Most of the time, they’re right: best to ignore it. Get on with enjoying life. (Unless, of course, it keeps happening or gets markedly worse, in which case, for goodness sake get it looked at!)
Anyway, I was reminded of this the other day, whilst walking alongside the beck with a friend. A little black fly (or that was the description I was given), landed inside my right ear. I knew it was there because all I could hear was the amplified buzz of its little black wings rubbing together.
A quick waft and it had gone but then it started, that ‘half-imagination’!
Quite some time ago, I happened to catch a This Morning interview with Rochelle Harris and in a flash it was back, eating its way into my brain like an earworm. Without the cheesy backing vocals.
Who’s Rochelle Harris? I’ll get to that shortly.
It’s okay for you lot with your two working ear drums and your stereophonic hearing. When you’ve only ever had one side that works, the last thing you need is a broody black fly, tropical bug or, indeed, common housefly, commandeering your only decent ear canal as a handy incubator.
This is how it plays out. First comes the itch, the one you can’t scratch, deep inside the Eustachian tube. Twenty-four hours later, you’ve an inner ear seething with burrowing maggots chomping their way towards your optic nerve, searing tinnitus, certain blindness and eventual death. Yours, that is. Not to mention the immediate onset of deafness prior to this, in the only good ear you’ve got and the accompanying cacophony of pain.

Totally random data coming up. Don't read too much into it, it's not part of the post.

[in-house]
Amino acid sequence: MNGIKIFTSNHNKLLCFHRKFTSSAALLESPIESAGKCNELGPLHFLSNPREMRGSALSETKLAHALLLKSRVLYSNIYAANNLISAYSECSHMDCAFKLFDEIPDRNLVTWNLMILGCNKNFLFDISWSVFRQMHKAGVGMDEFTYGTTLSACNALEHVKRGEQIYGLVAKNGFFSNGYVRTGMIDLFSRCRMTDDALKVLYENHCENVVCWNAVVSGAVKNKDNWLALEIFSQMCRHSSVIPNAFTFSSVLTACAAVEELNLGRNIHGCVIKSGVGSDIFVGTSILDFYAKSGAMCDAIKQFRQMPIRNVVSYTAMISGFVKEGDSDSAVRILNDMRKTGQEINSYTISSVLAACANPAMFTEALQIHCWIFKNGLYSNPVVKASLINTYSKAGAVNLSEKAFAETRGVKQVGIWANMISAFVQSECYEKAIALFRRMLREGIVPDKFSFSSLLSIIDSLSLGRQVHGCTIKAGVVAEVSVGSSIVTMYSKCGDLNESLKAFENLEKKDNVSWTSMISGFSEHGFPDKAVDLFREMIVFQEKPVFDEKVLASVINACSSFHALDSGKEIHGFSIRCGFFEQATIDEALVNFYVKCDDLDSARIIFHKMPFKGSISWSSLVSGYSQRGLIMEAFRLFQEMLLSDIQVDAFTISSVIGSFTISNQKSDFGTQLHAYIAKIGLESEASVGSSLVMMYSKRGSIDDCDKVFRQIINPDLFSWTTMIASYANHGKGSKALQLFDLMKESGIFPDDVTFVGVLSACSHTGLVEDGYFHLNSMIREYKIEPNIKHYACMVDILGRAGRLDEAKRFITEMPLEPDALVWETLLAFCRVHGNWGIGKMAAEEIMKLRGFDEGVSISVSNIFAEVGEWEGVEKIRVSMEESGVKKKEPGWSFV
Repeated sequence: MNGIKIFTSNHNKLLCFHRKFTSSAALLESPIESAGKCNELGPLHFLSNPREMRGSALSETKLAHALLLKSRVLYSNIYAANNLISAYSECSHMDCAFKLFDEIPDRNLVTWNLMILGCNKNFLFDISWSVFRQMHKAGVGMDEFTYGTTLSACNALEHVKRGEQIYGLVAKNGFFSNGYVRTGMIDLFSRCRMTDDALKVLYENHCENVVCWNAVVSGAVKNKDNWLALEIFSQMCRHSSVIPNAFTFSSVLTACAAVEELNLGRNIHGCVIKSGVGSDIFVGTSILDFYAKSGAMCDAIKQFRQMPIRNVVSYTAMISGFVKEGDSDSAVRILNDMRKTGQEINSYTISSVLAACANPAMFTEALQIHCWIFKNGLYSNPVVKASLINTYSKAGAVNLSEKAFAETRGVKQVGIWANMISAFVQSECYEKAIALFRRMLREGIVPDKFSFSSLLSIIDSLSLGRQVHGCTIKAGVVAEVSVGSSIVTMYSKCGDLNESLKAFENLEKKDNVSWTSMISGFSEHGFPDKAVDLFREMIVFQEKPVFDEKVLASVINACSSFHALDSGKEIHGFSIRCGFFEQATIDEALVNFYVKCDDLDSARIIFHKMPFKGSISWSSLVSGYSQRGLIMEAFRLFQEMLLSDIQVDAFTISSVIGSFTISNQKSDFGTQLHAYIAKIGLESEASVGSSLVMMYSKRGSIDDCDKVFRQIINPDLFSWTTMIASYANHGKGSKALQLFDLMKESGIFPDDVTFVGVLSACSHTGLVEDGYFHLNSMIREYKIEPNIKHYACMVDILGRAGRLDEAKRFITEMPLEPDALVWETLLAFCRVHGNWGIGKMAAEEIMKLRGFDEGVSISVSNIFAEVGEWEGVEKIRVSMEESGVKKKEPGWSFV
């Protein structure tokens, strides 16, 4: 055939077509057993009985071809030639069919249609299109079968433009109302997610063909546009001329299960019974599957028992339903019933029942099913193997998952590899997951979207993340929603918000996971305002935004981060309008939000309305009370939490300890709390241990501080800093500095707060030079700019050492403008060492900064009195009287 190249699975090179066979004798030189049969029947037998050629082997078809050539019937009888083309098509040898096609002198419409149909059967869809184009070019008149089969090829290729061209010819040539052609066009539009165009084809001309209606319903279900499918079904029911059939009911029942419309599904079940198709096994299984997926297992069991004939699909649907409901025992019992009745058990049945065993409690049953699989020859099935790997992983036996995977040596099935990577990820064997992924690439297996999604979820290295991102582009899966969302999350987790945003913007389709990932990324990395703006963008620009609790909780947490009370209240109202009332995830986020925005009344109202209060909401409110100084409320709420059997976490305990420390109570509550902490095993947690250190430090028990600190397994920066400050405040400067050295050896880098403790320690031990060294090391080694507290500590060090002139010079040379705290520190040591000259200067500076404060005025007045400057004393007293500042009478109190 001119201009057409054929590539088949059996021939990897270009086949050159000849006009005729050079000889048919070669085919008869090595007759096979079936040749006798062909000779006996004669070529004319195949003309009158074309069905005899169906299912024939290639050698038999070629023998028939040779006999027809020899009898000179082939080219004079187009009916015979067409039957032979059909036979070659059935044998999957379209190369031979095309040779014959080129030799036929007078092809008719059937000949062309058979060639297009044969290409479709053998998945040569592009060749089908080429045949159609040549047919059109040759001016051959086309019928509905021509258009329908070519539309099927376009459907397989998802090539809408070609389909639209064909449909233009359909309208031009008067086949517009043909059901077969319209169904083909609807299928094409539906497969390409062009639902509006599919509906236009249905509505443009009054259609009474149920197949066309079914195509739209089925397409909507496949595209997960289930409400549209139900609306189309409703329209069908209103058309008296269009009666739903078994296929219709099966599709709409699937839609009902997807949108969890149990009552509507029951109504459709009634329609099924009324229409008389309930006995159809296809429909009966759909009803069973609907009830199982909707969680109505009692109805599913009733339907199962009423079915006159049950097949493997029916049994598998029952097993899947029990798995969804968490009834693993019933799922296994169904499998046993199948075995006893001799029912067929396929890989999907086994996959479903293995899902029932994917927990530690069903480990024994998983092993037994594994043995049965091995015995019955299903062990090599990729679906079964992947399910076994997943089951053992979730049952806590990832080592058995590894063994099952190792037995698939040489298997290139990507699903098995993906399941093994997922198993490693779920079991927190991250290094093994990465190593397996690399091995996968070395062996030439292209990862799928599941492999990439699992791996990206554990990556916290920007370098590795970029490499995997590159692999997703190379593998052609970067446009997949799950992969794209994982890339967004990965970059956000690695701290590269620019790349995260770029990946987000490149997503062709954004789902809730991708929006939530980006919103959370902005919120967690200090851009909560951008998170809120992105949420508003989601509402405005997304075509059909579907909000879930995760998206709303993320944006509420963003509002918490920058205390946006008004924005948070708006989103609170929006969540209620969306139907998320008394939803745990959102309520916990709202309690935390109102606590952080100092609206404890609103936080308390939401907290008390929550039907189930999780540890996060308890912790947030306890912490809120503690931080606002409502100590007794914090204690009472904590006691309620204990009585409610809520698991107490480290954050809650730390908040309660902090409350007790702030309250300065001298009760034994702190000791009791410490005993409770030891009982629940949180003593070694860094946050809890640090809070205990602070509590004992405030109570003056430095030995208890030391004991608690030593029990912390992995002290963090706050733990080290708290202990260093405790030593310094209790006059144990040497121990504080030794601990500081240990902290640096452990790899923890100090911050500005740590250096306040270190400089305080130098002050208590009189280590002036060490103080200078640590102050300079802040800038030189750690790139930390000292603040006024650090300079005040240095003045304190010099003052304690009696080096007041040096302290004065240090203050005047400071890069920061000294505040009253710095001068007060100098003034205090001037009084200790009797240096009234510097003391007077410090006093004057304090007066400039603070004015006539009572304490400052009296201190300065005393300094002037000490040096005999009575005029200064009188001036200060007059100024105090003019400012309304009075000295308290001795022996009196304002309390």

So what do you do? Consult Mr Google, of course.
Try it. This really is a thing. It’s called aural myiasis. Google it, like I did, and I promise you won’t sleep tonight. Not without your head in a pillowcase and all the windows closed.
So: Rochelle Harris. There she was, four years ago, holiday of a lifetime in Peru, little black fly buzzes into her ear, gets wafted, buzzes off. In the matter of moments. Holiday continues. Nothing to worry about. Just a fly.
But on the flight back home, she develops excruciating headaches, facial pain, starts hearing noises in her head and finds fluid leaking from her ear. Not just any old fly, but a New World Screwworm fly, had laid its eggs in her ear. Newly hatched, the flesh eating maggots — all eight of them — burrow 12mm into her ear canal.
Fortunately for Rochelle, surgeons were able to remove the bugs before they did any terminal damage.
Elsewhere, a particularly graphic video shows a surgeon removing hundreds of squirming, centimetre-long housefly maggots from a young man’s ear with a pair of tweezers. Housefly maggots! I refer you back to June last year and the housefly explosion making itself at home at Strawberry How thanks to a certain property developer ploughing up the ancient cow pats opposite.
Tweezerman’s advice? Sleep with a cloth over your head and if your ear is unusually itchy and you’re experiencing discomfort, see a doctor.
Just don’t tell them you’ve been watching online videos in an attempt to self-diagnose. And definitely don’t mention taperitis. They might just send you away with a gently buzzing flea in your ear.